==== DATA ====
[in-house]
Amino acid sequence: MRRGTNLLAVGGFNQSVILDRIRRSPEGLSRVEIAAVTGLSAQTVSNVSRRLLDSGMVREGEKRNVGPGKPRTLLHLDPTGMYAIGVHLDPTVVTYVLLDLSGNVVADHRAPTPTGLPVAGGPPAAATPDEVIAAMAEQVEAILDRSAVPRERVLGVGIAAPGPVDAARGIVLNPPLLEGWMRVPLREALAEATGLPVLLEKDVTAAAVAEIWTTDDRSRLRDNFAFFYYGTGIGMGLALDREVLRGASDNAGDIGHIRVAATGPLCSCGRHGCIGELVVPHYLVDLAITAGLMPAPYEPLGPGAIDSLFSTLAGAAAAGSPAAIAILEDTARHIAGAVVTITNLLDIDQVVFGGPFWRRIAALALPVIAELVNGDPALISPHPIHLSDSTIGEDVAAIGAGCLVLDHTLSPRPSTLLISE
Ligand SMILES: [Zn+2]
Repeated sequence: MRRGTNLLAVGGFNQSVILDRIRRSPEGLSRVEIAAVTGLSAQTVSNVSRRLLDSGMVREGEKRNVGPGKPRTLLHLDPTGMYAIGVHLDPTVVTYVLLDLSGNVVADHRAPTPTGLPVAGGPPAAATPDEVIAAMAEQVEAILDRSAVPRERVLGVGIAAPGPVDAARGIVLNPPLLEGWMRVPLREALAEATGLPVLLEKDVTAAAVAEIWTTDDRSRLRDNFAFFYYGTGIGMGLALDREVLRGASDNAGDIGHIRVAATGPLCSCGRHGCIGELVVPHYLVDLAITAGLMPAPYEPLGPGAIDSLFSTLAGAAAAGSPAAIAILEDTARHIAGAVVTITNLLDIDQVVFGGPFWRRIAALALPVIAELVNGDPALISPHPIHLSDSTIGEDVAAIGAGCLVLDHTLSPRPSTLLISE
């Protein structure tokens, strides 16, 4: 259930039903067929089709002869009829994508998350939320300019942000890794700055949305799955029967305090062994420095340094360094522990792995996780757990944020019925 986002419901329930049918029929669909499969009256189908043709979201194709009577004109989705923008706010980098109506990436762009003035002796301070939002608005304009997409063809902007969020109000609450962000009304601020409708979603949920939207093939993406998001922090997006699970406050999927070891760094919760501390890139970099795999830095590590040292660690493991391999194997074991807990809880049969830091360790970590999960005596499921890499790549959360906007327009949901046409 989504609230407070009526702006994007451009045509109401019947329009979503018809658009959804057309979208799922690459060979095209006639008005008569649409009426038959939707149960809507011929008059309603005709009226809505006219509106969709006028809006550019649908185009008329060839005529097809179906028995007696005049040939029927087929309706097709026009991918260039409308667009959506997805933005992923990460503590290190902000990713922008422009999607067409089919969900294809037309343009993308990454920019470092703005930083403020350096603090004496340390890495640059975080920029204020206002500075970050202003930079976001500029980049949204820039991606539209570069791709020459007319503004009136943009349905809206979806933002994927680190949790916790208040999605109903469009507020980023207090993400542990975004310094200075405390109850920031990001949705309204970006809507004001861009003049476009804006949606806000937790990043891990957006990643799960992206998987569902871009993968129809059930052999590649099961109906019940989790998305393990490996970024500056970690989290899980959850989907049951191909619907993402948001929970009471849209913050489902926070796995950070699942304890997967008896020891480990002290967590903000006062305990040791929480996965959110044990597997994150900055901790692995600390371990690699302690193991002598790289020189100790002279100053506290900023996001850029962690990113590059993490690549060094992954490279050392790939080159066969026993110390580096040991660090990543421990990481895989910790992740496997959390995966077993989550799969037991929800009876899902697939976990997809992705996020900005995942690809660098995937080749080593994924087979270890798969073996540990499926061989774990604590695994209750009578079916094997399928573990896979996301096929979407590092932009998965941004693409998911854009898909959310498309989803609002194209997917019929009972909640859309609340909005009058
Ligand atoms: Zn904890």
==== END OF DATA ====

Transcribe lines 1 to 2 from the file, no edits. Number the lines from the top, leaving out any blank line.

[in-house]
Amino acid sequence: MRRGTNLLAVGGFNQSVILDRIRRSPEGLSRVEIAAVTGLSAQTVSNVSRRLLDSGMVREGEKRNVGPGKPRTLLHLDPTGMYAIGVHLDPTVVTYVLLDLSGNVVADHRAPTPTGLPVAGGPPAAATPDEVIAAMAEQVEAILDRSAVPRERVLGVGIAAPGPVDAARGIVLNPPLLEGWMRVPLREALAEATGLPVLLEKDVTAAAVAEIWTTDDRSRLRDNFAFFYYGTGIGMGLALDREVLRGASDNAGDIGHIRVAATGPLCSCGRHGCIGELVVPHYLVDLAITAGLMPAPYEPLGPGAIDSLFSTLAGAAAAGSPAAIAILEDTARHIAGAVVTITNLLDIDQVVFGGPFWRRIAALALPVIAELVNGDPALISPHPIHLSDSTIGEDVAAIGAGCLVLDHTLSPRPSTLLISE